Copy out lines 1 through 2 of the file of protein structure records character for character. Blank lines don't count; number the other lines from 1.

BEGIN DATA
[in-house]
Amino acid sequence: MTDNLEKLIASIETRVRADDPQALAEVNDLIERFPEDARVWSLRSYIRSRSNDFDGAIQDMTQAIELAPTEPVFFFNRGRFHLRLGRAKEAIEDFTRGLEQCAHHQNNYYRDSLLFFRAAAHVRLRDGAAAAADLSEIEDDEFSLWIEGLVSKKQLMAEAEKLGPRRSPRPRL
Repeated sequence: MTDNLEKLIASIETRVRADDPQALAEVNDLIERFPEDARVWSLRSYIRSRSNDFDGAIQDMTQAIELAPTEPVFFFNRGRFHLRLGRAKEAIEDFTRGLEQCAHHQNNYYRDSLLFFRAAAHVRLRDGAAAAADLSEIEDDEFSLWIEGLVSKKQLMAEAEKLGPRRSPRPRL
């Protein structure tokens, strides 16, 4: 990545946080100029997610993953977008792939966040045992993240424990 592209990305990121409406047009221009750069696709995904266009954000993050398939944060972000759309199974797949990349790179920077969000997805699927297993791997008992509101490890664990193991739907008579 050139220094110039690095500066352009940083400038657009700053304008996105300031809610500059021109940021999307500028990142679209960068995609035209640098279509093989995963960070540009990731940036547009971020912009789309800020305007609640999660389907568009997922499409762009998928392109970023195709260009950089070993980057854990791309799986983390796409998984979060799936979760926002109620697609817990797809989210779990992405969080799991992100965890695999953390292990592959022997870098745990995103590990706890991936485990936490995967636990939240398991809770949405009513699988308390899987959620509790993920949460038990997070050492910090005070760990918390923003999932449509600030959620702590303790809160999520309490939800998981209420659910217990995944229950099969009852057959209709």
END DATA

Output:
[in-house]
Amino acid sequence: MTDNLEKLIASIETRVRADDPQALAEVNDLIERFPEDARVWSLRSYIRSRSNDFDGAIQDMTQAIELAPTEPVFFFNRGRFHLRLGRAKEAIEDFTRGLEQCAHHQNNYYRDSLLFFRAAAHVRLRDGAAAAADLSEIEDDEFSLWIEGLVSKKQLMAEAEKLGPRRSPRPRL